News24

US 'must urge Nigeria to address violence'

2012-08-08 16:05

Lagos - US Secretary of State Hillary Clinton should urge Nigeria to address violence by militant Islamist group Boko Haram as well as abuses by the country's security forces, Human Rights Watch said on Wednesday.

Clinton is due to visit Nigeria and meet with President Goodluck Jonathan on Thursday as part of her African tour. The visit comes with Nigeria facing a worsening insurgency by Boko Haram that has left hundreds dead.

"Nigeria is facing a surge of violence and lawlessness that has blighted the lives of thousands of Nigerians," Daniel Bekele, Africa director at Human Rights Watch, said in a statement.

"Nigeria's leaders need to confront this violence, whether committed by Boko Haram or the country's security forces."

The US-based rights group said attacks by Boko Haram have left more than 1 400 people dead in northern and central Nigeria since 2010.

Human Rights Watch also pointed out that security forces have been accused of major abuses which have exacerbated the crisis in Africa's most populous nation and largest oil producer.

"Security agents have rounded up hundreds of people and routinely detained them incommunicado without charge or trial," its statement said.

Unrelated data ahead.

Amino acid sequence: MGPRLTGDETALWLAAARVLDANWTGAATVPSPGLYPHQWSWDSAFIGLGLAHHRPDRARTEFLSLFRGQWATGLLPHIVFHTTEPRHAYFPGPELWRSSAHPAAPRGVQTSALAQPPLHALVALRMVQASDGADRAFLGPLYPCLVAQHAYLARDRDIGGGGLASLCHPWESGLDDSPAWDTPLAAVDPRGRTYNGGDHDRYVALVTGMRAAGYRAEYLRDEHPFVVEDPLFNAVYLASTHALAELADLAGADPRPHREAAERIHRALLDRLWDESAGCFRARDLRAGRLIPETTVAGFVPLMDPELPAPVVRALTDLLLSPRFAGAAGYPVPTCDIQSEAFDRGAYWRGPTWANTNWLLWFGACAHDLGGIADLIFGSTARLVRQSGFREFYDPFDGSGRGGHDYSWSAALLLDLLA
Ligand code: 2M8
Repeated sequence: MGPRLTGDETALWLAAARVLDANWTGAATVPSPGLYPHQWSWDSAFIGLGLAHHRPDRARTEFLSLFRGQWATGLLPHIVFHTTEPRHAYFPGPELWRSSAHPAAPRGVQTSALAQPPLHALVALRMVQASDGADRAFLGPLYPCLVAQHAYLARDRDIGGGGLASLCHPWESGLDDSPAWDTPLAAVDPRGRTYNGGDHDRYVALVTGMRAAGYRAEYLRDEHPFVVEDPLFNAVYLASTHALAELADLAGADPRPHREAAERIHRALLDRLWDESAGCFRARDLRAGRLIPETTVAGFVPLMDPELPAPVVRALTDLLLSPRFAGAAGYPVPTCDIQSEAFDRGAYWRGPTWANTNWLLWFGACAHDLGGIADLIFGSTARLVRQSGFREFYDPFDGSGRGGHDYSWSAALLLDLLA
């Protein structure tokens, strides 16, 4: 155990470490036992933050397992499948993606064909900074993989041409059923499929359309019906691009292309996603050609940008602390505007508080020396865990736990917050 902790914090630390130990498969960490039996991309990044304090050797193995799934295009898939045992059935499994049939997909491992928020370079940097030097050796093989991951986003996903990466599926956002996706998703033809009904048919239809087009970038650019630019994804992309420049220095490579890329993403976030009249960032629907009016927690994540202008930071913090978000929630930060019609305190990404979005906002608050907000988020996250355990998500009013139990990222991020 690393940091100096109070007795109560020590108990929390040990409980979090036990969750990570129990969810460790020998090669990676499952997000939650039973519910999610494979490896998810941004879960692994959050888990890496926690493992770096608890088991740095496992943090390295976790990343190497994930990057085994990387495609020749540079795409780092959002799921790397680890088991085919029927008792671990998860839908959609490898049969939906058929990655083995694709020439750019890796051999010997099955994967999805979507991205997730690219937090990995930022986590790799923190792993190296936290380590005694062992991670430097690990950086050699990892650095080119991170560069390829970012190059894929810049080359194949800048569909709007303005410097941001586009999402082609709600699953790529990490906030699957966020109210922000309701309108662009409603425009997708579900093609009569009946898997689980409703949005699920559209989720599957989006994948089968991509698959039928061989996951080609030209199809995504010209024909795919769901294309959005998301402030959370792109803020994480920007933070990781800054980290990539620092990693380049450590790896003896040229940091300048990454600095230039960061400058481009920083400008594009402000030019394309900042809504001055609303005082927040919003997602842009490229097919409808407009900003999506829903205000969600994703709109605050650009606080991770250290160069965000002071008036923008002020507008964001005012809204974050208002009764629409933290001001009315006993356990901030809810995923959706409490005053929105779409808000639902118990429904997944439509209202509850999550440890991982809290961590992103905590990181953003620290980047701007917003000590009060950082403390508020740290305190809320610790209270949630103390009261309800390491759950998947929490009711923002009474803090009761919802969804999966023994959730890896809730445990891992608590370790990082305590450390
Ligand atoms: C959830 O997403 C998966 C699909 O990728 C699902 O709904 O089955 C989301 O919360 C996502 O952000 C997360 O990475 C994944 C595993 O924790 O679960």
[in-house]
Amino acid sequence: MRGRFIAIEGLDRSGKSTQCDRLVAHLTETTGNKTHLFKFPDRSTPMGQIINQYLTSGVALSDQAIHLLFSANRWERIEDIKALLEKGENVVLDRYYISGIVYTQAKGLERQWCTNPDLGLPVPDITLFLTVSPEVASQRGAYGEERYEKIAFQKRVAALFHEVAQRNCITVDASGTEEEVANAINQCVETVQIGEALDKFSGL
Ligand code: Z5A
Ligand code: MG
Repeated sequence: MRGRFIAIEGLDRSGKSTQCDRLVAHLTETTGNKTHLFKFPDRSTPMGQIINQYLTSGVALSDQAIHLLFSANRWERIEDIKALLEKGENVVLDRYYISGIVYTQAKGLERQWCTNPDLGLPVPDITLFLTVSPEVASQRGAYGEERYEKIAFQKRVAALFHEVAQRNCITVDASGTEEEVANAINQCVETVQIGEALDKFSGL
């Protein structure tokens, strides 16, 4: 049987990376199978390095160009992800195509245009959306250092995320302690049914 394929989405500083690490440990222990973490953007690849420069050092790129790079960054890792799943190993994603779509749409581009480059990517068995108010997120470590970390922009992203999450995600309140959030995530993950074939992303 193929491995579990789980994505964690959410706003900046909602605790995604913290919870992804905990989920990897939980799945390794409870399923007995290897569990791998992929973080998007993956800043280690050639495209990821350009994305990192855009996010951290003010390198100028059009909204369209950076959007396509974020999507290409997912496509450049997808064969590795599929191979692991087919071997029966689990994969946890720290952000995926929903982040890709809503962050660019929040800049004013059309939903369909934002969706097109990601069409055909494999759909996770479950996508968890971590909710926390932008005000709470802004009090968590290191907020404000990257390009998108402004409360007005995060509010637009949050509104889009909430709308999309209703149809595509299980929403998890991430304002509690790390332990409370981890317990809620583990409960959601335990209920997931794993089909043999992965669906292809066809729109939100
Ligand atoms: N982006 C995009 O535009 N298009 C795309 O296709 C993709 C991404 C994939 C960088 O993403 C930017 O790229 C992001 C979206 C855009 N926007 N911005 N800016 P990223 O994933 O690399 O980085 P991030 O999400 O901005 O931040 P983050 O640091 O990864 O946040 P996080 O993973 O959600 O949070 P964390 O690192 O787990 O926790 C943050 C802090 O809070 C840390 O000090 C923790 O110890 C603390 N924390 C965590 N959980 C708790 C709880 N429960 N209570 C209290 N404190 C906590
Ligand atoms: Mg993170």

Widespread poverty and unemployment

"Security forces have also been implicated in extrajudicial killings of Boko Haram suspects and other detention-related abuses. The group claims it is attacking the police in retaliation for security force abuses."

Human Rights Watch said it had sent a letter to Clinton discussing the issues.

It also raised concerns over Nigeria's inability to stop deadly clashes between Christian and Muslim ethnic groups in the country's centre as well as its failure to curb deeply rooted corruption.

The country's 160 million population includes some 250 ethnic groups and is roughly divided between a mainly Muslim north and predominantly Christian south.

"Despite Nigeria's tremendous oil wealth, endemic government corruption and poor governance have robbed many Nigerians of their rights to health and education," the group said.

"These problems are most acute in the north - the country's poorest region - where widespread poverty and unemployment, sustained by corruption, and state-sponsored abuses have created an environment in which militant groups thrive."

Comments
  • sonya.s.woods - 2012-09-18 22:33

    I have a friend over in Lagos, and he needs help to get back to the states, looking for information to help him . He was attacked on 08/19/2012 while staying in a hotel there. Please help!!

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